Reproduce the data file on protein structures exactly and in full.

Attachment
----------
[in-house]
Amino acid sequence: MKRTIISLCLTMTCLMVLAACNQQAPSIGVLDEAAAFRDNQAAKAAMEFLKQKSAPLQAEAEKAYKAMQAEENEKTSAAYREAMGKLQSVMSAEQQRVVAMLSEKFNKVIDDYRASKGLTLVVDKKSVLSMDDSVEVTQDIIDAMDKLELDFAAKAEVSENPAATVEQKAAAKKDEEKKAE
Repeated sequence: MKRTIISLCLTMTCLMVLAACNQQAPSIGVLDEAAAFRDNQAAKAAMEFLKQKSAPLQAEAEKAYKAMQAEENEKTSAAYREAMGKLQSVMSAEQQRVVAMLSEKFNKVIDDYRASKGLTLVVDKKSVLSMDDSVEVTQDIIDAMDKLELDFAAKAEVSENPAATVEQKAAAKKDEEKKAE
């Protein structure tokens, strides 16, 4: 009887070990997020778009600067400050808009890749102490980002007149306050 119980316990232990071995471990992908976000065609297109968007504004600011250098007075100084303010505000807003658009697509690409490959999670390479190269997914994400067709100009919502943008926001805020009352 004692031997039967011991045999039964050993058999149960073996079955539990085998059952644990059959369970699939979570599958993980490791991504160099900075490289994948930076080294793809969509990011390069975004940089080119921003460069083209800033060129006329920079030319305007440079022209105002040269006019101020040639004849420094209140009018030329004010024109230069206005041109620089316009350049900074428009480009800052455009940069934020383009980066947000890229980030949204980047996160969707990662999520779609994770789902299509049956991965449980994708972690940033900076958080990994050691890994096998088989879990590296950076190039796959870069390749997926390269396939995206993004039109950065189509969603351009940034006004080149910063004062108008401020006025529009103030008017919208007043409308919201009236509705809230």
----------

[in-house]
Amino acid sequence: MKRTIISLCLTMTCLMVLAACNQQAPSIGVLDEAAAFRDNQAAKAAMEFLKQKSAPLQAEAEKAYKAMQAEENEKTSAAYREAMGKLQSVMSAEQQRVVAMLSEKFNKVIDDYRASKGLTLVVDKKSVLSMDDSVEVTQDIIDAMDKLELDFAAKAEVSENPAATVEQKAAAKKDEEKKAE
Repeated sequence: MKRTIISLCLTMTCLMVLAACNQQAPSIGVLDEAAAFRDNQAAKAAMEFLKQKSAPLQAEAEKAYKAMQAEENEKTSAAYREAMGKLQSVMSAEQQRVVAMLSEKFNKVIDDYRASKGLTLVVDKKSVLSMDDSVEVTQDIIDAMDKLELDFAAKAEVSENPAATVEQKAAAKKDEEKKAE
């Protein structure tokens, strides 16, 4: 009887070990997020778009600067400050808009890749102490980002007149306050 119980316990232990071995471990992908976000065609297109968007504004600011250098007075100084303010505000807003658009697509690409490959999670390479190269997914994400067709100009919502943008926001805020009352 004692031997039967011991045999039964050993058999149960073996079955539990085998059952644990059959369970699939979570599958993980490791991504160099900075490289994948930076080294793809969509990011390069975004940089080119921003460069083209800033060129006329920079030319305007440079022209105002040269006019101020040639004849420094209140009018030329004010024109230069206005041109620089316009350049900074428009480009800052455009940069934020383009980066947000890229980030949204980047996160969707990662999520779609994770789902299509049956991965449980994708972690940033900076958080990994050691890994096998088989879990590296950076190039796959870069390749997926390269396939995206993004039109950065189509969603351009940034006004080149910063004062108008401020006025529009103030008017919208007043409308919201009236509705809230």